Ok, so, drivers installed, Delphi XE5 running, I create a new FireMonkey Mobile Application, connect my Hudl and this happens…

Hudl in Delphi XE5

Step in the right direction I feel :-)

So, the good news… Hudl can be used for development and it works a treat with Delphi XE5. Here’s a screenshot to prove it.

Test Apps

The test applications are provided as samples and snippets by Embarcadero and they are being used to check a range of functionality. The results for the Hudl are as follows:-

Program Description Works Comments
AudioRecPlay Tests the audio functions (allows you to record a sound bite and play it back) Yes -
DatePicker Tests the built in Android date picker Yes -
FlashLight Uses the camera flash as a flashlight No THe Hudl doesn’t have a camera flash so this is not applicable
FMMusicPlayer Tests the built media player functions Yes -
IBLite Tests the Interbase Lite Yes -
ImageRotation Tests image manipulation and some basic gestures Yes -
Location Demo Tests the built in GPS Yes -
LowLevel3D Tests low level 3D functionality Yes -
MobileControls Tests the mobile control set Yes -
PhoneDialler Test access to the telephony functions No The Hudl doesn’t have any telephony functionality so this is not applicable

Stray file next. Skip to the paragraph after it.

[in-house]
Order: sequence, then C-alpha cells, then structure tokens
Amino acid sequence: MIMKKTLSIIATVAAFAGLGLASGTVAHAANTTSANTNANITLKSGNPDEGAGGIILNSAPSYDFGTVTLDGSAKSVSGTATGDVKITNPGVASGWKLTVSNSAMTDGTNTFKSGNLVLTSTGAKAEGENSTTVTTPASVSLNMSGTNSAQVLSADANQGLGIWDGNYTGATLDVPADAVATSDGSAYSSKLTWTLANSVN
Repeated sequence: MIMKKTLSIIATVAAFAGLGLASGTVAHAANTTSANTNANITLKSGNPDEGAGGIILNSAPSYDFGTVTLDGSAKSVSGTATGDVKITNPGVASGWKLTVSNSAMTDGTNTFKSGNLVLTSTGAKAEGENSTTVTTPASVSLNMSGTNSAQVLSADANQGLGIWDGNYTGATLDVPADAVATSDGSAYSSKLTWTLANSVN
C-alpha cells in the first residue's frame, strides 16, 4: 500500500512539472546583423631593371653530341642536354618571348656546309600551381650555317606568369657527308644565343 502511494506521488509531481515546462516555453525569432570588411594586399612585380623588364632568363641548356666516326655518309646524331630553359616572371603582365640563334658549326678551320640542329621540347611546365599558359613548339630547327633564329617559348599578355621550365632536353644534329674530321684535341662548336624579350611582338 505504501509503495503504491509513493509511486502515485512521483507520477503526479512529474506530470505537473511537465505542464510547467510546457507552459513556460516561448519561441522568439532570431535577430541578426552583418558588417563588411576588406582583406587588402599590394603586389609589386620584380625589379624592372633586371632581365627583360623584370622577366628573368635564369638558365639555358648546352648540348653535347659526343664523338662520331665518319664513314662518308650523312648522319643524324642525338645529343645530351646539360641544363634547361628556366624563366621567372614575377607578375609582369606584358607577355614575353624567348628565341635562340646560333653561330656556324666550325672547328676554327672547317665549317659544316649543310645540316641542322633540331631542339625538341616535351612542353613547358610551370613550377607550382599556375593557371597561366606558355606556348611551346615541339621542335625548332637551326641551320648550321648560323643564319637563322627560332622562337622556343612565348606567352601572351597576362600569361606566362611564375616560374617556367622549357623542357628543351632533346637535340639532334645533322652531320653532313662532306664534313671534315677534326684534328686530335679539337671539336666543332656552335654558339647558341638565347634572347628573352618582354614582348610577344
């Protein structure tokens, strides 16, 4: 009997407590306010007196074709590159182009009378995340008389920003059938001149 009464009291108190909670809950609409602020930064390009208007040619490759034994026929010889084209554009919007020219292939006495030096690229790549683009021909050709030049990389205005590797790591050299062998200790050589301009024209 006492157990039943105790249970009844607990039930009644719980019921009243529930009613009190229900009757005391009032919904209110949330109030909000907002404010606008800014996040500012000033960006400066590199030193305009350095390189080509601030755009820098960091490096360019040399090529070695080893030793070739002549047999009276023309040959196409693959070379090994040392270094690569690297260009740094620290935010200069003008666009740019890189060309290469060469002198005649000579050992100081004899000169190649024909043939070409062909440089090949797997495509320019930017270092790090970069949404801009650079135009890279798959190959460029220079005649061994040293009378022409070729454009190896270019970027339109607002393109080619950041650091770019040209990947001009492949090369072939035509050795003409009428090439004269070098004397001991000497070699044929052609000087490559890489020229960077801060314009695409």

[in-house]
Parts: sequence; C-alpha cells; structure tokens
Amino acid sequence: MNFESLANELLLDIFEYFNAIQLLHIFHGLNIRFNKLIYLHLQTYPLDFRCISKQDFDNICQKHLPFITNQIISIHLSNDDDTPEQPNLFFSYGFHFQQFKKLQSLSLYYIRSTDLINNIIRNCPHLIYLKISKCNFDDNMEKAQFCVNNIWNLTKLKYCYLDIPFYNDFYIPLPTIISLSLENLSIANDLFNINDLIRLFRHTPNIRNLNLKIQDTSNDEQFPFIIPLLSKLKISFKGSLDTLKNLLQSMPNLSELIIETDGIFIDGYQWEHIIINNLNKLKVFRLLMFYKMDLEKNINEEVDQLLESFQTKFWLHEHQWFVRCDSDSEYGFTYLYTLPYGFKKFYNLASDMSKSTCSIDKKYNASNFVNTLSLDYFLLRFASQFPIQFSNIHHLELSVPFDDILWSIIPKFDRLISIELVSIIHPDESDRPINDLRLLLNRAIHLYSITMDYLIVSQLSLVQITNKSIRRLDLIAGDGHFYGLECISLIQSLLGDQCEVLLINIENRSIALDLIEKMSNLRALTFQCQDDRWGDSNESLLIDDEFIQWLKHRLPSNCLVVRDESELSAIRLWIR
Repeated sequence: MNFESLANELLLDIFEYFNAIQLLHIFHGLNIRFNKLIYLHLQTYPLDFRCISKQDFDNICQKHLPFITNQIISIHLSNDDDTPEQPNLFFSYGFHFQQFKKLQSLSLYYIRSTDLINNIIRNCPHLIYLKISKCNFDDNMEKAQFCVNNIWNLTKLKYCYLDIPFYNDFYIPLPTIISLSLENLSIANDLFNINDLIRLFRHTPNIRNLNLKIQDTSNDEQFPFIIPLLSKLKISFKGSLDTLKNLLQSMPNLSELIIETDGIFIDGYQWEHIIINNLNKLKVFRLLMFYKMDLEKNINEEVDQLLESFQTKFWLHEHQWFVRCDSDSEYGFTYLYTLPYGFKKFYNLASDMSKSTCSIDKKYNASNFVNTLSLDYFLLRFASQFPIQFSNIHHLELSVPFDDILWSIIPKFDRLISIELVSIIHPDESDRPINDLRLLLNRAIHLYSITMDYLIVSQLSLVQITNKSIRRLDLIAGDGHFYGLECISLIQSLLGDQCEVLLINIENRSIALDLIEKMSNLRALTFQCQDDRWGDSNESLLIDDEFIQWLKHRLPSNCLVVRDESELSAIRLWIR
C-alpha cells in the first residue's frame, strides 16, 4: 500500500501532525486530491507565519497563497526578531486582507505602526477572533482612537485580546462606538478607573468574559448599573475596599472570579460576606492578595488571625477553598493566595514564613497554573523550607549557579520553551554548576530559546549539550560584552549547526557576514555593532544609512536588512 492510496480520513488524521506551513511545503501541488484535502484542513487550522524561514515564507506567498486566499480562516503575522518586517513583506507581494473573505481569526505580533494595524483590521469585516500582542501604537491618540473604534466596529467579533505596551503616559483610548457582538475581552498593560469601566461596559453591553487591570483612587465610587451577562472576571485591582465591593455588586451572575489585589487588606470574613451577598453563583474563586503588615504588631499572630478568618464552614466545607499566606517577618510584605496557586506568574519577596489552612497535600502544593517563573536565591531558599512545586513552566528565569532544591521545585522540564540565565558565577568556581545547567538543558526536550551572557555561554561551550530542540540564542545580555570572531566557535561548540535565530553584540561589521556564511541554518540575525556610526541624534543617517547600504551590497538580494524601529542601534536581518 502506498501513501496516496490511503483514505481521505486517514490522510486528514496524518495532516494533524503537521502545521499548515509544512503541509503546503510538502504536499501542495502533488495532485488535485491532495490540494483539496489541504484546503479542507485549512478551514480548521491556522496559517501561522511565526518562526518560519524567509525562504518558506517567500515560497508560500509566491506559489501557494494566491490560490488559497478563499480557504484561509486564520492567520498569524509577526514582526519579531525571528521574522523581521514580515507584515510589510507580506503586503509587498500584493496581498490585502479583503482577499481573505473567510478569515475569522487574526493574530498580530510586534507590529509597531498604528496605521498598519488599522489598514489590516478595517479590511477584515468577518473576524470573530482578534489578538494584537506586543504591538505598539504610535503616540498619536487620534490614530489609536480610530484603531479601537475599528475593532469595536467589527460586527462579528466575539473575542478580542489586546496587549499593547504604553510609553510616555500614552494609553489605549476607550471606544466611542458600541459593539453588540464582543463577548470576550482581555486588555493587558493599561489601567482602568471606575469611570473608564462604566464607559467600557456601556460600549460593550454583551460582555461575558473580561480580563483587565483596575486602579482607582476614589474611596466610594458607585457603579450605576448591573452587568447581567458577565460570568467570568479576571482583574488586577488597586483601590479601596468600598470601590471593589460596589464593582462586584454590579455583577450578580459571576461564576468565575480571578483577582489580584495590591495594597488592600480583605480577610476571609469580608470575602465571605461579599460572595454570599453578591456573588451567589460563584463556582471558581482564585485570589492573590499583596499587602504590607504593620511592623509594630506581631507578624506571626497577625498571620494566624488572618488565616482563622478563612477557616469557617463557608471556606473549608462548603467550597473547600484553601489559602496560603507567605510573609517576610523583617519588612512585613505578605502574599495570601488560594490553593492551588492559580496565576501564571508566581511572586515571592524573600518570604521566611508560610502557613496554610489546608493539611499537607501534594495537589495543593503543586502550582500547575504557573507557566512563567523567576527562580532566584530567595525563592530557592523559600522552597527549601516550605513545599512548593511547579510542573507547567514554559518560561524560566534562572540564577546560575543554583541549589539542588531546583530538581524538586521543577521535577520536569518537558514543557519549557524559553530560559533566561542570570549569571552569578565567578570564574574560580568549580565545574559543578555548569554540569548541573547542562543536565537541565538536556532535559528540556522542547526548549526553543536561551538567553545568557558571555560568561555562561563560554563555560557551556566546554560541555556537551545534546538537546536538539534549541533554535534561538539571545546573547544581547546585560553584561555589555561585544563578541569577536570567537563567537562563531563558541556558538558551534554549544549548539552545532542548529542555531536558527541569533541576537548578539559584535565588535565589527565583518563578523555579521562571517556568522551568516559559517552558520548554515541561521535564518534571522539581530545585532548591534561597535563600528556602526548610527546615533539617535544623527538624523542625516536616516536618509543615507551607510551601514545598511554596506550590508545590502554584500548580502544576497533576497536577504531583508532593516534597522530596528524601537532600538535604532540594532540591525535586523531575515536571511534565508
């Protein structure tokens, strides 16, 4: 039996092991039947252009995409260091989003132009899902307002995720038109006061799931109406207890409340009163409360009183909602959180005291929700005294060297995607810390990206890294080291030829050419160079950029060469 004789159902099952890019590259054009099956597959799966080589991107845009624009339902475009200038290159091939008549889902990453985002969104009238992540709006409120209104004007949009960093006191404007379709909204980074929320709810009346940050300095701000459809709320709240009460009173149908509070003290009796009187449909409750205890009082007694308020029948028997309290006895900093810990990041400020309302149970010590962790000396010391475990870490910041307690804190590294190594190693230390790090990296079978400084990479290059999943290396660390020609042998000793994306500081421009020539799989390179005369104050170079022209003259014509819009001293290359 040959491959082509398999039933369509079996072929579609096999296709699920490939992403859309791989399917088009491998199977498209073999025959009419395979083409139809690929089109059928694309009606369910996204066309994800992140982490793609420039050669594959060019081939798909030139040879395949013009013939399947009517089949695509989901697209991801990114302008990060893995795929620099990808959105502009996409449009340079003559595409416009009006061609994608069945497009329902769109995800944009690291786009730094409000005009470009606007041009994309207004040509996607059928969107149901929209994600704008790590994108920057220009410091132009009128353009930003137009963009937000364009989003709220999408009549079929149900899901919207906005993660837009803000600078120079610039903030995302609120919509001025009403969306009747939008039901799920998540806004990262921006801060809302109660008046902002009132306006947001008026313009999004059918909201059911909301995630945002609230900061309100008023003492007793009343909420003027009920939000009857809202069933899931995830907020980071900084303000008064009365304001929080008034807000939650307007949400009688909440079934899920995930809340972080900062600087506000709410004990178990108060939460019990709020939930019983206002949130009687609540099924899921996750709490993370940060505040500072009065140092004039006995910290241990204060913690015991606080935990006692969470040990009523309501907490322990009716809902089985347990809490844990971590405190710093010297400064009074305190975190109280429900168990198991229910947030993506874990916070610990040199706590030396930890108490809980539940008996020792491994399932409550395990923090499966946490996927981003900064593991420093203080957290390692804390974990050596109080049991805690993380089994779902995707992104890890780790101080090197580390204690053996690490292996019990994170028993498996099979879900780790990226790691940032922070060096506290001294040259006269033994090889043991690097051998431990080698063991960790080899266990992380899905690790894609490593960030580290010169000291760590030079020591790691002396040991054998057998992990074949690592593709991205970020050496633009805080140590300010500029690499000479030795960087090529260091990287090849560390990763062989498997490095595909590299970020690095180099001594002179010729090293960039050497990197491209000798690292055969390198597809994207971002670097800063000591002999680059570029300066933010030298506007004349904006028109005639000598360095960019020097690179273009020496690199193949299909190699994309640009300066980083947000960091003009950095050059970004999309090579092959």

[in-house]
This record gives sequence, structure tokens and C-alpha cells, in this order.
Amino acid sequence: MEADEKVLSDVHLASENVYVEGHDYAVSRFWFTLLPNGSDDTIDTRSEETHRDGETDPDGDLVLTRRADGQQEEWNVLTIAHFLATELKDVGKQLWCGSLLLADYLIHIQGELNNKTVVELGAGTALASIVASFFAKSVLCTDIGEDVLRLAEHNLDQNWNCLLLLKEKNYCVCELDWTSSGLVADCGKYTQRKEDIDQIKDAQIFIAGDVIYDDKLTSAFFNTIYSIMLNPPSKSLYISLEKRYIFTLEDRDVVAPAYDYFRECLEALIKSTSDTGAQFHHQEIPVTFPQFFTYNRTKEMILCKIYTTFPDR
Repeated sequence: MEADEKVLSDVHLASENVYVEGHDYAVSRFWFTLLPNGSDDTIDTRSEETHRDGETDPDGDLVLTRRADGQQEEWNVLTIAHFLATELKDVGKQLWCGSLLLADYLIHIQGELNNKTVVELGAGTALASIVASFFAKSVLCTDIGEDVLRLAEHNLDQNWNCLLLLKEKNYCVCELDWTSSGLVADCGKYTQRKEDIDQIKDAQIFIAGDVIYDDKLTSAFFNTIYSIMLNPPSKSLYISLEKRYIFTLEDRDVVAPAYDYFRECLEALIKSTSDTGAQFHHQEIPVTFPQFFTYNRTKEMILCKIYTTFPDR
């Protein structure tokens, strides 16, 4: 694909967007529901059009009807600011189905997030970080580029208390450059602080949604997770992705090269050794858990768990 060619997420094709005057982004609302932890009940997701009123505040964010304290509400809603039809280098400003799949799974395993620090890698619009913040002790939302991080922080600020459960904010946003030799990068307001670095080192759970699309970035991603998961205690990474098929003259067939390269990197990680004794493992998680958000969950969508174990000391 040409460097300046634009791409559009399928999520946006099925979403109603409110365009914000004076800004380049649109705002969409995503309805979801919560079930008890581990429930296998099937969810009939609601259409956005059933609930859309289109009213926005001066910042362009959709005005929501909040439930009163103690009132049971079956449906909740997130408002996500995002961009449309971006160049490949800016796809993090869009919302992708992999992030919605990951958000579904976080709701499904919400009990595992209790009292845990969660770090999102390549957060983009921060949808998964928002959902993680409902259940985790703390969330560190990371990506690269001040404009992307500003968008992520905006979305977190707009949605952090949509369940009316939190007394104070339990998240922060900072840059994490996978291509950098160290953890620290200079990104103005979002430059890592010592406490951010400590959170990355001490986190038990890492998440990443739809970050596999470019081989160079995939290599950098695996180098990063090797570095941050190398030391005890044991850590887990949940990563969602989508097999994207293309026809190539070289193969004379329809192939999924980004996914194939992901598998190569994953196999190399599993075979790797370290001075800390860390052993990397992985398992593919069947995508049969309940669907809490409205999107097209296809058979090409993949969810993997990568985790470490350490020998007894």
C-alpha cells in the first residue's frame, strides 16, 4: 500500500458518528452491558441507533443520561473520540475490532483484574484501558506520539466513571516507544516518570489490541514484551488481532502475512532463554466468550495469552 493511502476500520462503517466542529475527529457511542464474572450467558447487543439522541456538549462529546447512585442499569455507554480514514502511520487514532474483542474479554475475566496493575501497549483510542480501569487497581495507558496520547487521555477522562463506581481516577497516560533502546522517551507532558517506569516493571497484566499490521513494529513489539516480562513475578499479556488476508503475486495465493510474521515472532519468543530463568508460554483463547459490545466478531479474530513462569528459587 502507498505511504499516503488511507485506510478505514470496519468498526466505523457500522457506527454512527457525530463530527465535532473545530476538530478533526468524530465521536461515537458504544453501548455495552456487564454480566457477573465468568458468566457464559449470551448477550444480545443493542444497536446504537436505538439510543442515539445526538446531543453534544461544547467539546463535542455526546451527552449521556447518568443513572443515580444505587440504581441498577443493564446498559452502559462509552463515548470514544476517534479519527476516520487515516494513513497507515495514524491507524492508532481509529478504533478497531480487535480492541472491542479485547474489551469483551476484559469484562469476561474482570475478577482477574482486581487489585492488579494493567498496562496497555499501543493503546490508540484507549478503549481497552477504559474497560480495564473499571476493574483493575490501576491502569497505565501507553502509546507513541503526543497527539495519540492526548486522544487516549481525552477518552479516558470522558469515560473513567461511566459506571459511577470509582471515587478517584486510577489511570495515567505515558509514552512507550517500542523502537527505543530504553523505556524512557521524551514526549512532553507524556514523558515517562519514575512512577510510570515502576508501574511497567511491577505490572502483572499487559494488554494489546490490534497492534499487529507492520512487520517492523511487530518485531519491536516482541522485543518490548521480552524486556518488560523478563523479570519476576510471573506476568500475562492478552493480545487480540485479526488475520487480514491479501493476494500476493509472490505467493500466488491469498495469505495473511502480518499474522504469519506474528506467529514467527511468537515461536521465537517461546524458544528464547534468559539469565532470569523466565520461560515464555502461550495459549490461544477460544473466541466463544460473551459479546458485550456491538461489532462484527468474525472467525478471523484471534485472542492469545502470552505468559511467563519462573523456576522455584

PhotoEditorDemo Tests the camera and image manipulation Yes -
SendCancelNotifications Tests notification interfaces Yes -
SensorInfo Tests the built in sensor interfaces Yes Provides:- GPS, Accelerometer3D, Gyrometer3D, GravityAccelerometer3D, LinearAccelerometer3D, Compass3D, Inclinometer3D
ShareSheet Tests the built in sharing functions Yes -
WebBrowser Tests the built in web browser Yes -
VirtualKBD Tests the various built in keyboards Yes -

That’s a total of 14 out of 16. Here’s a selection of screenies.

Mobile Controls Photo Editor
LowLevel3D DatePicker

And finally… my editing wouldn’t be complete without a set of form editor background images. Please bare in mind these are my first attempt, so I may have misunderstood the sizing etc. But, none the less, these seem to work quite well. You can download these images here. To use them in Delphi, go to ‘Tools’->’Options’ and select ‘Form Designer’->’Device Manager’ from the tree on the left.

DeviceManager

Click the ‘Add’ button and the actual device editor will be displayed.

EditingHudlDevice

The screen shot above shows the Hudl in the editor. So, adding the device is as simple as unzipping the ZIP file above, making sure you unzip it to somewhere that will remain (maybe create a new directory in the Delphi directory). Specify a name for the device, the platform and it’s form factor, then for each of the four orientations, simply enable it and point it at the required image (the images are named to correspond to orientation names on the tabs). Then, specify the screen positions and dimensions. If you’re using my images, the values are provided in the table below.